The GPCR mediated feedback control only regulates the release of ACTH from intracellular vesicles. Again this mechanism counteracts the positive stimulus by CRH which is also detected via a membrane bound receptor (CRHR). It is well known that the anterior pituitary gland cells show a fast response to exposure with cortisol and CRH and that this is achieved by signaling cascades, directly relating the stimuli to the fusing of the vesicles (c.f.[36, 37]). Consequently, we assume that the release of ACTH directly depends on the amount of formed receptor ligand complexes, where the catalysis of the CRH-receptor complex and the inhibitory effect of the cortisol-receptor complex are modeled as competitive inhibition. The following ODE describes the extracellular ACTH concentration
(13)

The CRHR mediated feedback control

The last pathway we consider concerns the feedback mechanism related to CRH and the respective membrane receptor CRHR, see Figure3C. The main effects are the stimulated release of ACTH and the enhanced expression of the POMC gene. The genomic effects of the CRH mediated feedback involve several transcription factors (the Nur factors, Tpit/Tbx19, Pitx1, cf.[53]), which catalyze the expression of the POMC gene. However, for keeping the complexity moderate we only incorporate a single CRH related transcription pathway into our model and denote the representative factor by TFs, see Equation (12). The alternative would be to model each of the transcription pathways separately at the cost of additional equations and parameters to be identified, for details on transcription modeling at different levels see, e.g.,[57]. Consequently, we also model the catalyzed production of TFs only in a coarse manner, where we account for the fast signaling of the binding of CRH onto the production of TFs by a hill factor, leading to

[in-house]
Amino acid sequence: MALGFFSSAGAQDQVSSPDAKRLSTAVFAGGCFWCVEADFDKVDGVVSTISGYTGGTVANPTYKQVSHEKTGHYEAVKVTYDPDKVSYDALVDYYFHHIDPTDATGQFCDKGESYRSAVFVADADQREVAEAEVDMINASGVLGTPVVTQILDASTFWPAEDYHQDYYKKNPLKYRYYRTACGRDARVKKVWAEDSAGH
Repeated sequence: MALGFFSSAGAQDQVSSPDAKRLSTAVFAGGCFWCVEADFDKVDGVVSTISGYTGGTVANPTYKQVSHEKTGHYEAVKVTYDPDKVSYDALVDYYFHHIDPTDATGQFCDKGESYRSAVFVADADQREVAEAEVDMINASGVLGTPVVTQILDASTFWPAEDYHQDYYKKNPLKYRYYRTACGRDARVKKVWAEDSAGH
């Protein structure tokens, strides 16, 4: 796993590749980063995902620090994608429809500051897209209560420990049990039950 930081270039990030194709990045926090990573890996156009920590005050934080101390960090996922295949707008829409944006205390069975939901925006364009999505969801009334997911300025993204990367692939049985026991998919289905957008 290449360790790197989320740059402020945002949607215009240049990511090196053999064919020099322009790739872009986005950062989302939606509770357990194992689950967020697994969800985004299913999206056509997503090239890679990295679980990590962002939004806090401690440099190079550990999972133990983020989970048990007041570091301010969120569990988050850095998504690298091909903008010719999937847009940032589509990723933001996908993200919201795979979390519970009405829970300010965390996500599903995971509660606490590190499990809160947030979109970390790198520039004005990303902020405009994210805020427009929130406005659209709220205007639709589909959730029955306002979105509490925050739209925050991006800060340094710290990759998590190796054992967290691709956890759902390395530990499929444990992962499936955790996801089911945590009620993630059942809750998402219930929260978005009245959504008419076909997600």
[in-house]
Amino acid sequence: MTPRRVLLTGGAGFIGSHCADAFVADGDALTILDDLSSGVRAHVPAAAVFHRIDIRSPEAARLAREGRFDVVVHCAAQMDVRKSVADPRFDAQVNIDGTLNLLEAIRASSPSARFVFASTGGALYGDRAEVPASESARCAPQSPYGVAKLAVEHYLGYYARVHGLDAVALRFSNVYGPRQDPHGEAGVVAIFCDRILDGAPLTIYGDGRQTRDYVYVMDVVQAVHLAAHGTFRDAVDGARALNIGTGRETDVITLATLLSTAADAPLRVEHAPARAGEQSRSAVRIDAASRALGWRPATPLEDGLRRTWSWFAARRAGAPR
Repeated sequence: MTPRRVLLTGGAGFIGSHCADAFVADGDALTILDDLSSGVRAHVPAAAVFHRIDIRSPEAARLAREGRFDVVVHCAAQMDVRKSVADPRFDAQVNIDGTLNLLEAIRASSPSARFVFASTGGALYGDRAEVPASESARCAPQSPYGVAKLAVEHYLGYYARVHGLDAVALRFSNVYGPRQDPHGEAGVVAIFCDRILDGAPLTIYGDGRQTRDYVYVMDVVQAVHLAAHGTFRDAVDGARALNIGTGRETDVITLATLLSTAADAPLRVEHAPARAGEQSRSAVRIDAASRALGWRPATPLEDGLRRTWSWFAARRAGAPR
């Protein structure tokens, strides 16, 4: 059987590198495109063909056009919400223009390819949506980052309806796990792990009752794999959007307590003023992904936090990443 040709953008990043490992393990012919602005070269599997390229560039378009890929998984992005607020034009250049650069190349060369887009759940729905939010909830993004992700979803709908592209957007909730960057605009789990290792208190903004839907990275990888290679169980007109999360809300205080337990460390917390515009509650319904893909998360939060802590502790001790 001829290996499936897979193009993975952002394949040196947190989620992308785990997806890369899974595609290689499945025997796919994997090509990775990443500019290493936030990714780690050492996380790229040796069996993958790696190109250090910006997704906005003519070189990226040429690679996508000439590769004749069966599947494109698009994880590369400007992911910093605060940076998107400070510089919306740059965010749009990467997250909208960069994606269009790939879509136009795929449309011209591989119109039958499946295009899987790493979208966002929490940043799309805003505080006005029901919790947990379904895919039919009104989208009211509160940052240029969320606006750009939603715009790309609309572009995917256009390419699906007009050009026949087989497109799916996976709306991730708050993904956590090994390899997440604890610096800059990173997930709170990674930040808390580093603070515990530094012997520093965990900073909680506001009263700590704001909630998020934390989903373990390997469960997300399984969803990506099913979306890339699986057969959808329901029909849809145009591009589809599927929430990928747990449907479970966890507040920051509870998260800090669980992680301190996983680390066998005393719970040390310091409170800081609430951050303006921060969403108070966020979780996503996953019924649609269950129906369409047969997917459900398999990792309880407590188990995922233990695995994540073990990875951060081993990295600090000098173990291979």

(14)

Concerning the fast response to CRH stimulation it is the common hypothesis that the release of ACTH is regulated via a signaling cascade which is induced by the binding of CRH to the CRHR receptor in the cell membrane. Signaling cascades are very fast compared to other cellular processes. In fact the response to cortisol or CRH has been observed already after a few micro seconds (cf.[40, 54, 58, 59]). Thus we assume an immediate effect of the membrane receptor complex formation on the release of ACTH, as modeled in the ODE (13).

Figure2 gives a graphical outline of the complete model which is mathematically described by means of the following non-linear ODE system with 46 modeling parameters in 15 equations
(15)
(16)
(17)
(18)
(19)
(20)
(21)
(22)
(23)
(24)
(25)
(26)
(27)
(28)
(29)
where
(30)

with .

Model parameters

We now comment on the role of the parameters in our ODE model. We have three subsidiary parameters describing the average volumes of the three compartments Vin, Vex and Vnu. These parameters are phenomenological and are fixed in the subsequent analysis.

Another class of parameters are the constants related to diffusion and transport of the compounds. In our model kdiff1, k1ex, k2in, k2ex, k3ex and k3in comprise the list of these parameters. We do not explicitly model active transport, as this would involve additional regulatory species and mechanisms and consequently would lead to an even more complex model. Subsequently, we assume that the rate of diffusion/transport is constant on average.

The largest portion of model parameters is related to degradation processes whose rates are assumed to be proportional to the concentration of the respective species. The associated rate constants are denoted by d1, d2, …, d14 and d15.

As a consequence of the considered enzymatic reactions and ligand-receptor complexes the model includes several dissociation constants. Moreover, we have some constants arising due to the Michaelis-Menten approximations, i.e. the maximum reaction rates and the Michaelis-Menten constants. They are closely related to the dissociation constant of the respective complex and approximate them if the rate of the product formation dominates the degradation of the enzyme-substrate complex. kGRdim, kGC2, kCRC and kGRC denote the dissociation constants of the considered ligand-receptor complexes. K1, K3, …, K9 denote the Michaelis-Menten constants of the respective enzyme-substrate complexes. v1, ks, ksksb and v4 denote the corresponding limiting rates of the Michaelis-Menten approximations.